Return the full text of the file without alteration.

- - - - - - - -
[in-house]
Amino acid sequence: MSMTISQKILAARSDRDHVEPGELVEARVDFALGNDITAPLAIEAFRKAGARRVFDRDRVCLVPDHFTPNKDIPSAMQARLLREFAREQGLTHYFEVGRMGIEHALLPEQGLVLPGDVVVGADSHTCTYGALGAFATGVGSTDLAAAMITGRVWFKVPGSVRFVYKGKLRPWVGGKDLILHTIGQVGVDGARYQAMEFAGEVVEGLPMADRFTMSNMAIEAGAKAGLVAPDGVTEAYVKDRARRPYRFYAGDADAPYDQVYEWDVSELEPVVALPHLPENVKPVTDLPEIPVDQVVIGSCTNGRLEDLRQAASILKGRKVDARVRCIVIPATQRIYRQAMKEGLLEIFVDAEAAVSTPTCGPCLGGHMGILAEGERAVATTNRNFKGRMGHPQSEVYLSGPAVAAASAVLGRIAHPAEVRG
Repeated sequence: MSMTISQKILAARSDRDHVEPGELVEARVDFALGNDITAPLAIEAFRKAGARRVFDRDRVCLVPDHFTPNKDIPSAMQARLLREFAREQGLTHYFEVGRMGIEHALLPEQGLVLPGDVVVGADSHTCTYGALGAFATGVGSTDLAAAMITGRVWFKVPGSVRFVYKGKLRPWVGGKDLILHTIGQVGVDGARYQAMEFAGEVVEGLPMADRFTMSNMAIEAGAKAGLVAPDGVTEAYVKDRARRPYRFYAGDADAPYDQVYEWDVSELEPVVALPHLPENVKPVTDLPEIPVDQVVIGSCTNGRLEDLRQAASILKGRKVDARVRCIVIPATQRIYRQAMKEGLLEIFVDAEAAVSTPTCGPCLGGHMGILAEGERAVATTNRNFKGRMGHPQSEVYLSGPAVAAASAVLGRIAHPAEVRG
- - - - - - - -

[in-house]
Amino acid sequence: MSMTISQKILAARSDRDHVEPGELVEARVDFALGNDITAPLAIEAFRKAGARRVFDRDRVCLVPDHFTPNKDIPSAMQARLLREFAREQGLTHYFEVGRMGIEHALLPEQGLVLPGDVVVGADSHTCTYGALGAFATGVGSTDLAAAMITGRVWFKVPGSVRFVYKGKLRPWVGGKDLILHTIGQVGVDGARYQAMEFAGEVVEGLPMADRFTMSNMAIEAGAKAGLVAPDGVTEAYVKDRARRPYRFYAGDADAPYDQVYEWDVSELEPVVALPHLPENVKPVTDLPEIPVDQVVIGSCTNGRLEDLRQAASILKGRKVDARVRCIVIPATQRIYRQAMKEGLLEIFVDAEAAVSTPTCGPCLGGHMGILAEGERAVATTNRNFKGRMGHPQSEVYLSGPAVAAASAVLGRIAHPAEVRG
Repeated sequence: MSMTISQKILAARSDRDHVEPGELVEARVDFALGNDITAPLAIEAFRKAGARRVFDRDRVCLVPDHFTPNKDIPSAMQARLLREFAREQGLTHYFEVGRMGIEHALLPEQGLVLPGDVVVGADSHTCTYGALGAFATGVGSTDLAAAMITGRVWFKVPGSVRFVYKGKLRPWVGGKDLILHTIGQVGVDGARYQAMEFAGEVVEGLPMADRFTMSNMAIEAGAKAGLVAPDGVTEAYVKDRARRPYRFYAGDADAPYDQVYEWDVSELEPVVALPHLPENVKPVTDLPEIPVDQVVIGSCTNGRLEDLRQAASILKGRKVDARVRCIVIPATQRIYRQAMKEGLLEIFVDAEAAVSTPTCGPCLGGHMGILAEGERAVATTNRNFKGRMGHPQSEVYLSGPAVAAASAVLGRIAHPAEVRG